• A for-profit Degree will be laughed at or not considered by recruiters and HR departments. After speaking with a lot of people on this topic, the reality is: this is not true- at least as it pertains to University of Phoenix. University of Phoenix has an acceptable reputation and as time marches on, will gain more and more agreement. The reality is you need a degree from a regionally accredited university to meet qualifications to get an interview. The rest is up to you. In my situation, simply having a degree combined with my professional experience could give me a lot of opportunities in certain industries (like non-for-profits) that I wouldn’t have otherwise- but my experience will far out weigh my degree. I believe this is true for most successful professionals that are my age.

With having taken all of this into consideration I have made the right choice for me and I will be attending University of Phoenix. 

I learned a great lesson in all of this: My friends and peers who went to those great colleges really wanted to go to them. They worked hard for that. It was their dream. I never found a school that I really wanted to go until I was 35. It’s name is University of Phoenix. It’s untraditional, stirs up reactions both positive and negative, and it dares to take on an entire system- it’s just like me. Perfect fit. Don’t you agree?

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9 thoughts on “Going back to school after 16 years…My journey in choosing the right school for me

  1. Hi Brian! I really enjoyed this blog. This echoed so many truths within myself. The fact that I did not finish my college education is my life’s greatest regret. It has limited me in so many ways. It was weird when I read your statement above that said ” I swear I can’t remember one person ever talking to me about this; I vaguely remember going to a college fair.” I feel and have felt the same way! My parents never really pushed me to explore different colleges or even told me what my options were ,(since my options were very limited due to finances…which I never even knew!) I too vaguely remember going to a college fair but I couldn’t envision myself at college and was more concerned with living life.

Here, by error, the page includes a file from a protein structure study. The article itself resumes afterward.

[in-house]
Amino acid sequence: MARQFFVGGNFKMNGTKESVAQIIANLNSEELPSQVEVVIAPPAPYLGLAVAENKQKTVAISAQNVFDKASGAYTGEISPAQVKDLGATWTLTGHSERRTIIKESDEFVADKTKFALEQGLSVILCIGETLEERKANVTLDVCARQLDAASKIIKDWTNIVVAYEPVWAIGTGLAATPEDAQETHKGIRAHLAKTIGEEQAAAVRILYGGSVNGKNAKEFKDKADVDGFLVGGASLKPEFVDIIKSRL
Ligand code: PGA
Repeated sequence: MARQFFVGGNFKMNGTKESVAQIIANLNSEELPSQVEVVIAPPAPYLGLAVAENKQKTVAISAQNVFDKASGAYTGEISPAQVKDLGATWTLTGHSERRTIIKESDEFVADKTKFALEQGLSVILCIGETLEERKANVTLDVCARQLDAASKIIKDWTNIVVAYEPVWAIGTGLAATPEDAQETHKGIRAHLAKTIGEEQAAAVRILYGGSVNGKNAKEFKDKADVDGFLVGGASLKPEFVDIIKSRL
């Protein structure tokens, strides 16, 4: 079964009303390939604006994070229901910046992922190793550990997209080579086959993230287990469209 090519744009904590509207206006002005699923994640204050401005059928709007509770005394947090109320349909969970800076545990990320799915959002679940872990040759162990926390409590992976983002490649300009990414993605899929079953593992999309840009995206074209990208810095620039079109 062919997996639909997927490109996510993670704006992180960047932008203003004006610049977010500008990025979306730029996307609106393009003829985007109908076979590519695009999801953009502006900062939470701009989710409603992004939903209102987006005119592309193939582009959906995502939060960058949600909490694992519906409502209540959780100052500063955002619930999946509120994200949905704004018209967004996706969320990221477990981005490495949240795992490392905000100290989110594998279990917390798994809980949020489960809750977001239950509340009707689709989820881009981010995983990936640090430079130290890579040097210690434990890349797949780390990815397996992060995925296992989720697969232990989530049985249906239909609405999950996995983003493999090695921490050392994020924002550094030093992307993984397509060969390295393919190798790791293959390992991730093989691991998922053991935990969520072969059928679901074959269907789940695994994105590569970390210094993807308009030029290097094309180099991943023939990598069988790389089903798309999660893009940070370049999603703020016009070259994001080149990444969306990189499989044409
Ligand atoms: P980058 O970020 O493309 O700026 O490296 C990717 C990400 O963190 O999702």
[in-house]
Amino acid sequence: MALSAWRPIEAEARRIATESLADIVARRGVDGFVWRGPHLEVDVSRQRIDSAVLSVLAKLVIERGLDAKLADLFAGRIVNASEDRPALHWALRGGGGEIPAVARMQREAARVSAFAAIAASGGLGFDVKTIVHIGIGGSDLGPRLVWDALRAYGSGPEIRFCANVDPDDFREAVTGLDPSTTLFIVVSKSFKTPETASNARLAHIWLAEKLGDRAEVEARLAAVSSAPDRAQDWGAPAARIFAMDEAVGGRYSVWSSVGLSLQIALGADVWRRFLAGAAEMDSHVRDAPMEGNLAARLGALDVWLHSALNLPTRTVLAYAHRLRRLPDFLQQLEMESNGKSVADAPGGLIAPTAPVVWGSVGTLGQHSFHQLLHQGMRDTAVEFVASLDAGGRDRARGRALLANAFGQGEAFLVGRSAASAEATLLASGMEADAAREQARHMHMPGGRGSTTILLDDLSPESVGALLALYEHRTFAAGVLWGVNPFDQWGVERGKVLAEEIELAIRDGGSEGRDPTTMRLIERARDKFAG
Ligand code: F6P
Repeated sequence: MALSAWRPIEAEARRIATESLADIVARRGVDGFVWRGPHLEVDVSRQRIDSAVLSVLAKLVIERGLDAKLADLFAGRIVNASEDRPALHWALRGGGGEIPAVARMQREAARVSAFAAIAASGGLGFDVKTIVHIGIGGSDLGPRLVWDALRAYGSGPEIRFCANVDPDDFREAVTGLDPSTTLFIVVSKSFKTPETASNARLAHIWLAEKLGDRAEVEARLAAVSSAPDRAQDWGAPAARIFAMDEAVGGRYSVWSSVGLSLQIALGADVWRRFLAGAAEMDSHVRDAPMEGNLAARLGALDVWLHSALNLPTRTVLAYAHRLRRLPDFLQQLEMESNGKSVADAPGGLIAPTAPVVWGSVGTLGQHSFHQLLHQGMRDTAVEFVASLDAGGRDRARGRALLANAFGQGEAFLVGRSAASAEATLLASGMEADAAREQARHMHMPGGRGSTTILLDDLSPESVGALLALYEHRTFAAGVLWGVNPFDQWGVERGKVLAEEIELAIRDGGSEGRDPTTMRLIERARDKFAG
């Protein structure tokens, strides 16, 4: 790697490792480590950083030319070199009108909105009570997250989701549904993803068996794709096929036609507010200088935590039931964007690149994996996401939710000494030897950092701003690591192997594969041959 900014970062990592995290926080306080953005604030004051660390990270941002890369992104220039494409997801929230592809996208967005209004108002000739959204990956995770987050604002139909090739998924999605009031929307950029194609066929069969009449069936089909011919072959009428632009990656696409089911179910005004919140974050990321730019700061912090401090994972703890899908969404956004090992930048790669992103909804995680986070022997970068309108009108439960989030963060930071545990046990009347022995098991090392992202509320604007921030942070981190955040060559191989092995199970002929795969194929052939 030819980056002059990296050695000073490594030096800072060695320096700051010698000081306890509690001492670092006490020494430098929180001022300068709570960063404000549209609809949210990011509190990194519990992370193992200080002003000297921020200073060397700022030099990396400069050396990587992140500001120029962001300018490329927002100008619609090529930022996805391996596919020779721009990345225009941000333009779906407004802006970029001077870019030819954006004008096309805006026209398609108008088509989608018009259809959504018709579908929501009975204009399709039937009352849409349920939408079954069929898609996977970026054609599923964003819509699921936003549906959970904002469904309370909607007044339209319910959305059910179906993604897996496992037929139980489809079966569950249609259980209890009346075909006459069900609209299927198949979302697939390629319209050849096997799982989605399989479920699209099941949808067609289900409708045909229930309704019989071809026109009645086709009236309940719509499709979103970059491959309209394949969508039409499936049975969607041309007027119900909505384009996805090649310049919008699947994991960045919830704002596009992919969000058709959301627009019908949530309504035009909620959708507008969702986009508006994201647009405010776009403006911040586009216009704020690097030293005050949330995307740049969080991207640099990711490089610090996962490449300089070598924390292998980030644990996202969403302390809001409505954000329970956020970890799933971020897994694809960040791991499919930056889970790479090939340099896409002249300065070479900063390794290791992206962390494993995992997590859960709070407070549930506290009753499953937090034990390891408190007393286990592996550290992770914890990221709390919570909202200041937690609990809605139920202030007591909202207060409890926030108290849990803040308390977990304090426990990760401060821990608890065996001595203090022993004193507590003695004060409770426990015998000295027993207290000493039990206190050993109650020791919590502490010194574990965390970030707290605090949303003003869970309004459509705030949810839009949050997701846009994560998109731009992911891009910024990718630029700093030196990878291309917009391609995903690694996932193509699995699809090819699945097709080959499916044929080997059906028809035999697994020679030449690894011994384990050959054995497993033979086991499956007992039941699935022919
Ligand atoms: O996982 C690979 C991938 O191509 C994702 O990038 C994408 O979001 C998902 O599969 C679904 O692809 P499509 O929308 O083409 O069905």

I did go to school, many schools, and failed out of a lot of classes. Not because of intelligence but because I was bored, not interested or maybe due to self-sabotaging behaviors. But now I STILL have $30,000 to repay and nothing to show for it.
    I was “lucky” to “fall into” a career in radio and enjoyed it for many years, but it’s a dying industry and doesn’t pay well if you are not in a top ten market. Now I have to re-jigger my concept of myself, which I am sure you are doing too.
    Good luck in your new endeavor and I hope you enjoy every bit of it!

  2. Wow Sarah! Thank you for sharing that with me. To this day I have found you to be one of the most smart, entertaining, and quick-witted people I have ever met! Thank you for sharing your experience with me- it helps to know I was not alone. Again, thank you- it is appreciated.

  3. Brian, thanks for sharing about your education journey. I, like Sarah, immediately identified with the lack of actual counsel I received in the college decision-making process. It was a blind spot for me (didn’t know I didn’t know, ya know?).

    I always got 99.9th percentile scores on tests since childhood and my Dad raised me to believe I would and should go to Radcliffe. (He went to college on the GI bill and his Masters was from Harvard.) I was very artistic and I’m sure I would have loved “liberal arts” and found a creative path there.